As it turned out, Sameer Mishra provided more than just comic relief at the 2008 Scripps National Spelling Bee. He ended up winning the title.
The 13-year-old from West Lafayette, Ind., who often had the audience laughing with his one-line commentaries was all business when he aced "guerdon" -- a word that appropriately means "something that one has earned or gained" -- to win the 81st version of the bee Friday night.
"I don't know about comedy lines, but my parents have been telling me since the beginning that I should always stay calm, cool and collected," said Sameer, who likes playing the violin and video games, and hopes one day to be a neurosurgeon.
Sameer, appearing in the bee for the fourth time and a top 20 finisher the last two years, clenched both fists and put his hands to his face after spelling the winning word. He won a tense duel over first-time participant Sidharth Chand, 12, of Bloomfield Hills, Mich., who finally stumbled on "prosopopoeia," a word describing a type of figure of speech.
Sameer was a crowd favorite throughout the tournament. When told one of his words in the semifinals was a dessert, he deadpanned: "That sounds good right now." He rolled his eyes and muttered "wonderful" when told that one of his words had five different language roots. He once asked "Are you sure there are no alternate pronunciations?" and later uttered "That's a relief" after initially mishearing the word "numnah" (a type of sheepskin pad).
And what did he have to say while hoisting the heavy trophy? "I'm really, really weak."
Sameer is coached by his sister, Shruti, a high school senior and three-time spelling bee competitor. The first-place finish won him $35,000 in cash and more than $5,000 in other prizes.
Third place went to Tia Thomas, 13, from Coarsegold, Calif., who was eliminated on "opificer" (a skilled or artistic worker). She started the word with an "e" instead of an "o" and received a standing ovation and a hug from her mother. Tia was one of the favorites, appearing in her fifth and final bee after an eighth-place finish a year ago.
The finals were aired live in prime time on ABC, and it appeared for a while that the broadcast could run late into the night. Twenty-four of the first 25 words were spelled correctly, with the dictionary-familiar competitors breezing through words such as "brankursine," "cryptarithm," and "empyrean" with barely a hitch.
Rose Sloan was so familiar with "alcarraza" (a type of jug) that the 13-year-old from River Forest, Ill., couldn't stop laughing in glee when pronouncer Jacques Bailly uttered it. She was later eliminated on "sheitel" (a wig worn by Jewish women).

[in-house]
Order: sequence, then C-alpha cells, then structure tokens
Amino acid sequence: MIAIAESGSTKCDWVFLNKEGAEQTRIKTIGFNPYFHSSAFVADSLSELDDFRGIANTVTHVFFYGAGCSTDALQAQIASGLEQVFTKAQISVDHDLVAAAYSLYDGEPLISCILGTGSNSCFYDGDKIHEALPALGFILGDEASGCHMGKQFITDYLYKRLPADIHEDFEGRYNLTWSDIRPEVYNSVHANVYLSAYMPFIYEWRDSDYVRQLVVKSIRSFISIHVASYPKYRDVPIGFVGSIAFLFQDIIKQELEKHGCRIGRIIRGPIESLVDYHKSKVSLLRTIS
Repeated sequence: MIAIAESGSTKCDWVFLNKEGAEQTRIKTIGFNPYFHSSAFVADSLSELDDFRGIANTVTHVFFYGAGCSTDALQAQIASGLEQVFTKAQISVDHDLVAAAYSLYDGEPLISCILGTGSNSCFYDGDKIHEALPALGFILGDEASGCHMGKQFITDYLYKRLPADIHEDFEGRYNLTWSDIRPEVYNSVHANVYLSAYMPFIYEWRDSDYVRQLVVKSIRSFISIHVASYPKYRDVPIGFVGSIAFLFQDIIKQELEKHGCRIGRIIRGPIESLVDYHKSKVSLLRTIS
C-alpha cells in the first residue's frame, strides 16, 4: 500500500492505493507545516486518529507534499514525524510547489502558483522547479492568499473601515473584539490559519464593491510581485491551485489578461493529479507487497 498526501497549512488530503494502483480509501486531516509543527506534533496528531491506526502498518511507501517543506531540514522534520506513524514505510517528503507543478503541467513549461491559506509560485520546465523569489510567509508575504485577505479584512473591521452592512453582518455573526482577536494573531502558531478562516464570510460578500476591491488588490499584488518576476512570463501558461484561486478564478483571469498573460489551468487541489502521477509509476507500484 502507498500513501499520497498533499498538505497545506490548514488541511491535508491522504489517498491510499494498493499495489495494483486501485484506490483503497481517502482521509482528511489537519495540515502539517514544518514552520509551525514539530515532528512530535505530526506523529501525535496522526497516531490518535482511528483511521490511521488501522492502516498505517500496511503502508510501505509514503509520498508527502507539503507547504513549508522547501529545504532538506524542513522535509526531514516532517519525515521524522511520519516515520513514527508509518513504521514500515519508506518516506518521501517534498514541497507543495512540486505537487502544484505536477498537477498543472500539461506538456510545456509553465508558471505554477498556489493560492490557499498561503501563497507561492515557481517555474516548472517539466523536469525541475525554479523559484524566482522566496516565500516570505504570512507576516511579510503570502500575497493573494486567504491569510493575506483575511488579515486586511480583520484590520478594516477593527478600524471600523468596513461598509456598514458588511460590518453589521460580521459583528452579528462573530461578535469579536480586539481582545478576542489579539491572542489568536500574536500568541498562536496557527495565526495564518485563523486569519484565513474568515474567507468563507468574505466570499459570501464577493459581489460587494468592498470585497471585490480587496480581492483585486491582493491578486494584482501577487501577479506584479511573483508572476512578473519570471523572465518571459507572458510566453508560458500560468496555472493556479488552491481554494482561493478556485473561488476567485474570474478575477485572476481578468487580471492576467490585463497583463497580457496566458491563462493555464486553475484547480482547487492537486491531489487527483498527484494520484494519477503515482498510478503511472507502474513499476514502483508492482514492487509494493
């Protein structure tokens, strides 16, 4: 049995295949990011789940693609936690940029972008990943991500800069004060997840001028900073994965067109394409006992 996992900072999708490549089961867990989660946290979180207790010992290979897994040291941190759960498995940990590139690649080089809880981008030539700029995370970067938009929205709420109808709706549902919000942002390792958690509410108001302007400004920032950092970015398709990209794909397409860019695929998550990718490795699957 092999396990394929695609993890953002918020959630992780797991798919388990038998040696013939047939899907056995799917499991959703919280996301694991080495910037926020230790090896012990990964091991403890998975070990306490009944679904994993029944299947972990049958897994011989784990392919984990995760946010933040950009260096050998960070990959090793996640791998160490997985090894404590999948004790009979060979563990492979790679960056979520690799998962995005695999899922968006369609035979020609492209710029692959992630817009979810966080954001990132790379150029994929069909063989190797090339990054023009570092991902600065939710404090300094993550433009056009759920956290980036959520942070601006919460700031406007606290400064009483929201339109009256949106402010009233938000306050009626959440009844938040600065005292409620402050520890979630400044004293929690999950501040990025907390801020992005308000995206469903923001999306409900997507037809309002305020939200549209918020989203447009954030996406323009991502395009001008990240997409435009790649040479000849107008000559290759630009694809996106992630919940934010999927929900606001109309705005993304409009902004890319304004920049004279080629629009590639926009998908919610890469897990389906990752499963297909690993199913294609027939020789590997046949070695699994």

Austin Pineda, 14, of Perris, Calif., was the only early casualty, putting an extra "l" in "tralatitious" (handed down) as he nervously twirled his bangs with his index finger.
It was somewhat surprising who didn't make the finals. There were no Canadians -- and no Matthew Evans.
Matthew, also a favorite to win in his fifth and final appearance, was stunningly eliminated during the semifinal round Friday when he misspelled "secernent," a word dealing with secretion and one that somehow eluded him as he studied his personal 30,000-word list. He ended it with "-ant."
When the 13-year-old from Albuquerque, N.M., heard the bell, he slumped his shoulders, lowered his head and slowly walked offstage, a rare standing ovation echoing behind him. He stayed in the comfort room for more than a half-hour, and his eyes were still red when he emerged.
"It's disappointing," said Matthew, choking back tears. "I know a lot of people were rooting for me."
All seven representatives from Canada were vanquished in a span of about 20-minutes in the first semifinal round. No Canadian has ever won the bee, but the country always fields a strong contingent. Nate Gartke of Alberta was last year's runner-up.
"Seven up, seven down," said Pam Penny of Ancaster, Ontario, whose daughter, 10-year-old Veronica, was eliminated on the French-rooted word "DetagGere." "Very disappointing. Especially for Canadians to go down on French words."
Among the spectators was 94-year-old Frank Neuhauser, the winner of the first national bee in 1925. Asked to spell his winning word from 83 years ago, Neuhauser rattled off the letters to "gladiolus" as if he were racing through his ABCs.
"It's an easy word," said Neuhauser, who attracted a long line of teen and preteen autograph-seekers. "Nobody could miss it, but the second (-place) girl did."
Neuhauser's prize was $500 in $20 gold pieces. He also was feted with a parade through his hometown of Louisville, Ky.
"It was a lot easier back then," Neuhauser told the audience. "There were only eight competitors instead of 288. I'd never make it now."
The 288 spellers that entered this year's bee was a record. Forty-five of them made it past the preliminary and quarterfinal rounds Thursday to compete on Friday.